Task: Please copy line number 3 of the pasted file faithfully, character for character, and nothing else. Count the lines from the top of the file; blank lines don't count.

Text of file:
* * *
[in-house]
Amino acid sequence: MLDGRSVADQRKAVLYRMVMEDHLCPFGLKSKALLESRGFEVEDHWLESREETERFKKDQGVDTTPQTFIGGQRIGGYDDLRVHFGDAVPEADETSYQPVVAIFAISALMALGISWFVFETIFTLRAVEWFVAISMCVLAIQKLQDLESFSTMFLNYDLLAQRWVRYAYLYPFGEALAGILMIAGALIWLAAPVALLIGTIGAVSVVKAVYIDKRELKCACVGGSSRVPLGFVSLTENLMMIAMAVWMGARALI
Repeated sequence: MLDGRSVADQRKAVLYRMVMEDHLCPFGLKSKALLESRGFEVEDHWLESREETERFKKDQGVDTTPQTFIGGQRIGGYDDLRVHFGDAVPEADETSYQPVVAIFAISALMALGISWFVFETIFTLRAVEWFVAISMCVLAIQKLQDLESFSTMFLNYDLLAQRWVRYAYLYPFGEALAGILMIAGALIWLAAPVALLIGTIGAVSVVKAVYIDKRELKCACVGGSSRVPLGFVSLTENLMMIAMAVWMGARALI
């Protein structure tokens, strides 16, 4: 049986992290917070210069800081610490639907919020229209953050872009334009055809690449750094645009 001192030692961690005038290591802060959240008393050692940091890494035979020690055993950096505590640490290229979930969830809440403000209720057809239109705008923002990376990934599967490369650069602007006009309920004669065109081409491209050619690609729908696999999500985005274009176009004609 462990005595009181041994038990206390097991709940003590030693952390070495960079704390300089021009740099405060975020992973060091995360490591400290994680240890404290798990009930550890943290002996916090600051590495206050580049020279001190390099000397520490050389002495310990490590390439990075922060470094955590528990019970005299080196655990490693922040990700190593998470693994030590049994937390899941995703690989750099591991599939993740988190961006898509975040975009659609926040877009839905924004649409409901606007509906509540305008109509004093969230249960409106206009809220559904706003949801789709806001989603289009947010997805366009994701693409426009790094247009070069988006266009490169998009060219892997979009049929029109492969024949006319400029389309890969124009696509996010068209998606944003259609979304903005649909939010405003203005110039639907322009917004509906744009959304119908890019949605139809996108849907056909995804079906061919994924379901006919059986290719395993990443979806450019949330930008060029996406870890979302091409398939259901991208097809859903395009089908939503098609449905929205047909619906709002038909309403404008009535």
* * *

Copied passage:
Repeated sequence: MLDGRSVADQRKAVLYRMVMEDHLCPFGLKSKALLESRGFEVEDHWLESREETERFKKDQGVDTTPQTFIGGQRIGGYDDLRVHFGDAVPEADETSYQPVVAIFAISALMALGISWFVFETIFTLRAVEWFVAISMCVLAIQKLQDLESFSTMFLNYDLLAQRWVRYAYLYPFGEALAGILMIAGALIWLAAPVALLIGTIGAVSVVKAVYIDKRELKCACVGGSSRVPLGFVSLTENLMMIAMAVWMGARALI